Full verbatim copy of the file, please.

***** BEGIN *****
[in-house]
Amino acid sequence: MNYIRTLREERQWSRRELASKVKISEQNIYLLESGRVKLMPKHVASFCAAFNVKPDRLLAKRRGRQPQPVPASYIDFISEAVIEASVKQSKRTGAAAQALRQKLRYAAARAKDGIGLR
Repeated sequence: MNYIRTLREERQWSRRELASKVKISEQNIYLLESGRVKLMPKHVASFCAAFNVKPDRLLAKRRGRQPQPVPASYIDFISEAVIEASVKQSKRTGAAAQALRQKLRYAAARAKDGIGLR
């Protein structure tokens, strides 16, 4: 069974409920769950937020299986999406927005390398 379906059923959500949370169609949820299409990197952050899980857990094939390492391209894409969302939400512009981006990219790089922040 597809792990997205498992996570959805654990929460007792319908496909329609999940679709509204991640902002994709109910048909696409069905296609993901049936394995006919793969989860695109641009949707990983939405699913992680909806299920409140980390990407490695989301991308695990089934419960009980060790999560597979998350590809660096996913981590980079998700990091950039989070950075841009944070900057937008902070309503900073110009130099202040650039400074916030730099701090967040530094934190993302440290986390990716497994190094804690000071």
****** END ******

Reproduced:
[in-house]
Amino acid sequence: MNYIRTLREERQWSRRELASKVKISEQNIYLLESGRVKLMPKHVASFCAAFNVKPDRLLAKRRGRQPQPVPASYIDFISEAVIEASVKQSKRTGAAAQALRQKLRYAAARAKDGIGLR
Repeated sequence: MNYIRTLREERQWSRRELASKVKISEQNIYLLESGRVKLMPKHVASFCAAFNVKPDRLLAKRRGRQPQPVPASYIDFISEAVIEASVKQSKRTGAAAQALRQKLRYAAARAKDGIGLR
């Protein structure tokens, strides 16, 4: 069974409920769950937020299986999406927005390398 379906059923959500949370169609949820299409990197952050899980857990094939390492391209894409969302939400512009981006990219790089922040 597809792990997205498992996570959805654990929460007792319908496909329609999940679709509204991640902002994709109910048909696409069905296609993901049936394995006919793969989860695109641009949707990983939405699913992680909806299920409140980390990407490695989301991308695990089934419960009980060790999560597979998350590809660096996913981590980079998700990091950039989070950075841009944070900057937008902070309503900073110009130099202040650039400074916030730099701090967040530094934190993302440290986390990716497994190094804690000071």